Case Study: Hurricane Katrina's Aftermath

By Crisis Prevention Institute | Posted on 01.20.2014 | 0 comments
Case Study: Hurricane Katrina's Aftermath
The tips described here are part of a comprehensive approach that can help staff minimize or defuse aggressive behavior or assaults. A Certified Instructor of CPI's Nonviolent Crisis Intervention® training program shared a true story from a hospital in Gulfport, Miss., in the days after Hurricane Katrina ravaged the area. It provides a powerful illustration of how preventive strategies, embedded in a workplace culture, translate to practice.

A hospital educator was faced with a number of local residents who were understandably distraught because their family members were either missing or injured. Some of these residents were trying to gain access to the already overwhelmed hospital, seeking information about their family members who may or may not have been inside. In an effort to prevent looting and vandalism, the hospital's disaster response procedures limited access to the facility. Additionally, members of the Mississippi National Guard were called to the scene to help maintain order.

Using the principles learned through training, the hospital staff member continually reminded himself that this was an otherwise normal group of people who had been thrown into an unbelievably difficult situation. He empathized with their frustration and worry, and tried to remain calm, ensuring that his body position did not send cues that were challenging or threatening. He allowed individuals to release some of their frustration through venting and did not take their angry comments personally. As he listened to the verbal tirades, it was clear the underlying message was the fear of not knowing where relatives were, not knowing if they were receiving necessary medical care, and worst of all, not knowing if they were alive.

When some of the individuals began to make threatening comments and attempted to intimidate the staff member, he took those threats seriously and set appropriate limits. He told the people that if they could wait patiently and calmly, he would be able to fill their requests for information more quickly. On the other hand, if they could not control their anger, the next person they would be speaking to would be "that gentleman over there, dressed in green"—an armed member of the Mississippi National Guard.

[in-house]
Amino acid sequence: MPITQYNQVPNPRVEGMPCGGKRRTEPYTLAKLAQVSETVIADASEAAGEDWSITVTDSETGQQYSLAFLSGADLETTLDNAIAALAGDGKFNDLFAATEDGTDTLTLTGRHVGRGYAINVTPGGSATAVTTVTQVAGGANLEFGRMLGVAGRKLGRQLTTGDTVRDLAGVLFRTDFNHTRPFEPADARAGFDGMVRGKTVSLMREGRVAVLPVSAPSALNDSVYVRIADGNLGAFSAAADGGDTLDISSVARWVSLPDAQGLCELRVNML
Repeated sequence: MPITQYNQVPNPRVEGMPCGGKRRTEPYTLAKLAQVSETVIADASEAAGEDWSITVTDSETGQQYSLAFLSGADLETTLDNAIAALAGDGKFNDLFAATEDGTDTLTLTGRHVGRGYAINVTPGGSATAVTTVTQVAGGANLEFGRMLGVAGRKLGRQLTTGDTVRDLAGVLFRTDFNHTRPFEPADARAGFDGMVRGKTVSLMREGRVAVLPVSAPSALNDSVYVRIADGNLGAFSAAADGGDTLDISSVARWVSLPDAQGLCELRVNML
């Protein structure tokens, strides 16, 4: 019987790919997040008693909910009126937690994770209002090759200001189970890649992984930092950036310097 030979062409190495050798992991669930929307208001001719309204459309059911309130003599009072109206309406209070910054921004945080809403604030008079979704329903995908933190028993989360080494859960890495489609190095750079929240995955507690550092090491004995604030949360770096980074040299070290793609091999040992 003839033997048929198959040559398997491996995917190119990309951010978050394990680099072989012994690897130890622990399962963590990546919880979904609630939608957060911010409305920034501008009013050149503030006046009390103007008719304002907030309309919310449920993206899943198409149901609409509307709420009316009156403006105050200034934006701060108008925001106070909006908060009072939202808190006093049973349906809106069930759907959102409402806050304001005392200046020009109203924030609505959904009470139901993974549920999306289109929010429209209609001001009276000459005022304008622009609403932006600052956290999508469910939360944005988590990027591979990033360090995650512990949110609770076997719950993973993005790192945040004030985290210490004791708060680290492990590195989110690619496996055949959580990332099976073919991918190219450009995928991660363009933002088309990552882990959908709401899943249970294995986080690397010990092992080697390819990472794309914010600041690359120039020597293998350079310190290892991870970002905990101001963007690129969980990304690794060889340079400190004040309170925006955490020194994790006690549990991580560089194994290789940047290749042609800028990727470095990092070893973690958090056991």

By using a number of the approaches described above, the staff member provided a positive influence on the behavior of the group—a group that could easily have turned into an unruly mob. Instead, the angry, aggressive behavior abated, and the staff member was able to turn his attention to finding out the names and condition of those in the hospital.

Basic Prevention Strategies for Hospitals
The National Institute for Occupational Safety and Health recommends healthcare facilities apply these general security tactics:

Environmental Design:
  • Develop emergency signaling, alarms and monitoring systems
  • Install security devices such as metal detectors to prevent armed persons from entering the hospital
  • Install other security devices such as cameras and good lighting in hallways
  • Provide security escorts to the parking lots at night
  • Design waiting areas to accommodate and assist visitors and patients who may have a delay in service
  • Design the triage area and other public areas to minimize the risk of assault:
    • Provide staff restrooms and emergency exits
    • Install enclosed nurses stations
    • Install deep service counters or bulletresistant and shatterproof glass enclosures in reception areas
    • Arrange furniture and other objects to minimize their use as weapons

Administrative Controls:
  • Design staffing patterns to prevent personnel from working alone and to minimize patient waiting time
  • Restrict the movement of the public in hospitals by card-controlled access
  • Develop a system for alerting security personnel when violence is threatened

Behavior Modifications:
Provide all workers with training in recognizing and managing assaults, resolving conflicts and maintaining hazard awareness.

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